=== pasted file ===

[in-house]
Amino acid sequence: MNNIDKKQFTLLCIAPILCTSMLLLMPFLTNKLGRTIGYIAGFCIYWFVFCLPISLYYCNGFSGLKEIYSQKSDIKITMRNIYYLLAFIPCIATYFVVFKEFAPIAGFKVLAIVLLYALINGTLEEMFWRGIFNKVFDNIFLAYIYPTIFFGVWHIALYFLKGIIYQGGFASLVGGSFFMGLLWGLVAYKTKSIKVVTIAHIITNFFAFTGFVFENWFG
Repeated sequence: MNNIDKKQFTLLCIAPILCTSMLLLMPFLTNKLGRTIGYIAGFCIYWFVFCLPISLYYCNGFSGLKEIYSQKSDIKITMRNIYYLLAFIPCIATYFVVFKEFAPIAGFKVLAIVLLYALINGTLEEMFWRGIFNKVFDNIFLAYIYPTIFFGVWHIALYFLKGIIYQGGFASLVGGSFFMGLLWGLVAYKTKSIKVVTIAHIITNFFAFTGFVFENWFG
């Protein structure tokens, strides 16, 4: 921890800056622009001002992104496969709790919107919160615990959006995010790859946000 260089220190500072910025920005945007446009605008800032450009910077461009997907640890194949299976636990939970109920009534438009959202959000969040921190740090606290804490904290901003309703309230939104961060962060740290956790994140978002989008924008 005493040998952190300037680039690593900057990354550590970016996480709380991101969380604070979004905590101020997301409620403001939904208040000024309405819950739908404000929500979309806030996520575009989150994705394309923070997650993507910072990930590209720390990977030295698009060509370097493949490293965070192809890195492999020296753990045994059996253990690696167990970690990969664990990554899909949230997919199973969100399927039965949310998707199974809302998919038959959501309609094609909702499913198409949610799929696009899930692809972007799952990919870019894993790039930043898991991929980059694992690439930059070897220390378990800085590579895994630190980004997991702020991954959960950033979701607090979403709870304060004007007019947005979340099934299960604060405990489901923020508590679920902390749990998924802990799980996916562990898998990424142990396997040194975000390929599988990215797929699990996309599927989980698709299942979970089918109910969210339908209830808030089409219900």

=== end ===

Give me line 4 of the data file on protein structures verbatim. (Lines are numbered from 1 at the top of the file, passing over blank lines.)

């Protein structure tokens, strides 16, 4: 921890800056622009001002992104496969709790919107919160615990959006995010790859946000 260089220190500072910025920005945007446009605008800032450009910077461009997907640890194949299976636990939970109920009534438009959202959000969040921190740090606290804490904290901003309703309230939104961060962060740290956790994140978002989008924008 005493040998952190300037680039690593900057990354550590970016996480709380991101969380604070979004905590101020997301409620403001939904208040000024309405819950739908404000929500979309806030996520575009989150994705394309923070997650993507910072990930590209720390990977030295698009060509370097493949490293965070192809890195492999020296753990045994059996253990690696167990970690990969664990990554899909949230997919199973969100399927039965949310998707199974809302998919038959959501309609094609909702499913198409949610799929696009899930692809972007799952990919870019894993790039930043898991991929980059694992690439930059070897220390378990800085590579895994630190980004997991702020991954959960950033979701607090979403709870304060004007007019947005979340099934299960604060405990489901923020508590679920902390749990998924802990799980996916562990898998990424142990396997040194975000390929599988990215797929699990996309599927989980698709299942979970089918109910969210339908209830808030089409219900």